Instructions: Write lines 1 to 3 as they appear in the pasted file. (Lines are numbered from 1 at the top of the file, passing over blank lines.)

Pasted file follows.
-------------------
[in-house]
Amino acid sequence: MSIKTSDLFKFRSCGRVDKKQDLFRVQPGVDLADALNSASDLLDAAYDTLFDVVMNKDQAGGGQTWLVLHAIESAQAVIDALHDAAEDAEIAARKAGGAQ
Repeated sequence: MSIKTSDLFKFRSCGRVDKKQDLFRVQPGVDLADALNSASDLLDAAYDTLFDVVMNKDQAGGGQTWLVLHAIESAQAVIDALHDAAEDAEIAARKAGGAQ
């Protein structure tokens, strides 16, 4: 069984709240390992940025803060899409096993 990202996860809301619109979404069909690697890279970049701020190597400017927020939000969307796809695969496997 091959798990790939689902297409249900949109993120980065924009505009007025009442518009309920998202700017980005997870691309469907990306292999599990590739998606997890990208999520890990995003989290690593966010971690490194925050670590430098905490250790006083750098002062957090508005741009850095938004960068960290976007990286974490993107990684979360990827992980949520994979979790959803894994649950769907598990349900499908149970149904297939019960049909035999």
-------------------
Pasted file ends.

[in-house]
Amino acid sequence: MSIKTSDLFKFRSCGRVDKKQDLFRVQPGVDLADALNSASDLLDAAYDTLFDVVMNKDQAGGGQTWLVLHAIESAQAVIDALHDAAEDAEIAARKAGGAQ
Repeated sequence: MSIKTSDLFKFRSCGRVDKKQDLFRVQPGVDLADALNSASDLLDAAYDTLFDVVMNKDQAGGGQTWLVLHAIESAQAVIDALHDAAEDAEIAARKAGGAQ